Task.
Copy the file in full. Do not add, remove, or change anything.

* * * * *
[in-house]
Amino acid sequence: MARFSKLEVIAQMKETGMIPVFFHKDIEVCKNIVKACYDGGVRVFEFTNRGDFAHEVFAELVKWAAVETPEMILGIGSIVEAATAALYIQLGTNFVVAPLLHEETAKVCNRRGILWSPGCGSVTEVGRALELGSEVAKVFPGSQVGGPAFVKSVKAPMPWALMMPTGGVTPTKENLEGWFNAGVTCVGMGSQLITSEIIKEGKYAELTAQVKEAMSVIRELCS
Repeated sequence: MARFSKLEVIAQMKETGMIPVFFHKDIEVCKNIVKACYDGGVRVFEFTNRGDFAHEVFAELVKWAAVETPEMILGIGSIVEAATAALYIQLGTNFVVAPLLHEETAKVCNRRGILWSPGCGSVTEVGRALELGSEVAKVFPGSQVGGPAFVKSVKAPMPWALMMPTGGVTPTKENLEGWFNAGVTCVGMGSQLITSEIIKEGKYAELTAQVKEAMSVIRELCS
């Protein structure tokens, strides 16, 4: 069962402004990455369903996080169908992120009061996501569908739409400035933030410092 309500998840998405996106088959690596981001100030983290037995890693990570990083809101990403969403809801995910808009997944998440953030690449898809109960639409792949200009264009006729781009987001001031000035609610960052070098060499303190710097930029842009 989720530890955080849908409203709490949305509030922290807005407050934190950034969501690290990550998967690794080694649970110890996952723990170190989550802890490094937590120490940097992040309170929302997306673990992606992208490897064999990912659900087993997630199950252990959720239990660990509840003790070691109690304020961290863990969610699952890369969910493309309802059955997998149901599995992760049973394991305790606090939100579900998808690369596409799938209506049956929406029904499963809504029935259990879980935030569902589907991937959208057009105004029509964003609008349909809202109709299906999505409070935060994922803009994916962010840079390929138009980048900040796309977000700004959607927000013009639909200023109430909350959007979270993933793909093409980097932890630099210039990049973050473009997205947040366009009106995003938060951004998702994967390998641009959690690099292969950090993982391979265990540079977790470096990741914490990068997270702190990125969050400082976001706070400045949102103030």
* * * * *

[in-house]
Amino acid sequence: MARFSKLEVIAQMKETGMIPVFFHKDIEVCKNIVKACYDGGVRVFEFTNRGDFAHEVFAELVKWAAVETPEMILGIGSIVEAATAALYIQLGTNFVVAPLLHEETAKVCNRRGILWSPGCGSVTEVGRALELGSEVAKVFPGSQVGGPAFVKSVKAPMPWALMMPTGGVTPTKENLEGWFNAGVTCVGMGSQLITSEIIKEGKYAELTAQVKEAMSVIRELCS
Repeated sequence: MARFSKLEVIAQMKETGMIPVFFHKDIEVCKNIVKACYDGGVRVFEFTNRGDFAHEVFAELVKWAAVETPEMILGIGSIVEAATAALYIQLGTNFVVAPLLHEETAKVCNRRGILWSPGCGSVTEVGRALELGSEVAKVFPGSQVGGPAFVKSVKAPMPWALMMPTGGVTPTKENLEGWFNAGVTCVGMGSQLITSEIIKEGKYAELTAQVKEAMSVIRELCS
């Protein structure tokens, strides 16, 4: 069962402004990455369903996080169908992120009061996501569908739409400035933030410092 309500998840998405996106088959690596981001100030983290037995890693990570990083809101990403969403809801995910808009997944998440953030690449898809109960639409792949200009264009006729781009987001001031000035609610960052070098060499303190710097930029842009 989720530890955080849908409203709490949305509030922290807005407050934190950034969501690290990550998967690794080694649970110890996952723990170190989550802890490094937590120490940097992040309170929302997306673990992606992208490897064999990912659900087993997630199950252990959720239990660990509840003790070691109690304020961290863990969610699952890369969910493309309802059955997998149901599995992760049973394991305790606090939100579900998808690369596409799938209506049956929406029904499963809504029935259990879980935030569902589907991937959208057009105004029509964003609008349909809202109709299906999505409070935060994922803009994916962010840079390929138009980048900040796309977000700004959607927000013009639909200023109430909350959007979270993933793909093409980097932890630099210039990049973050473009997205947040366009009106995003938060951004998702994967390998641009959690690099292969950090993982391979265990540079977790470096990741914490990068997270702190990125969050400082976001706070400045949102103030």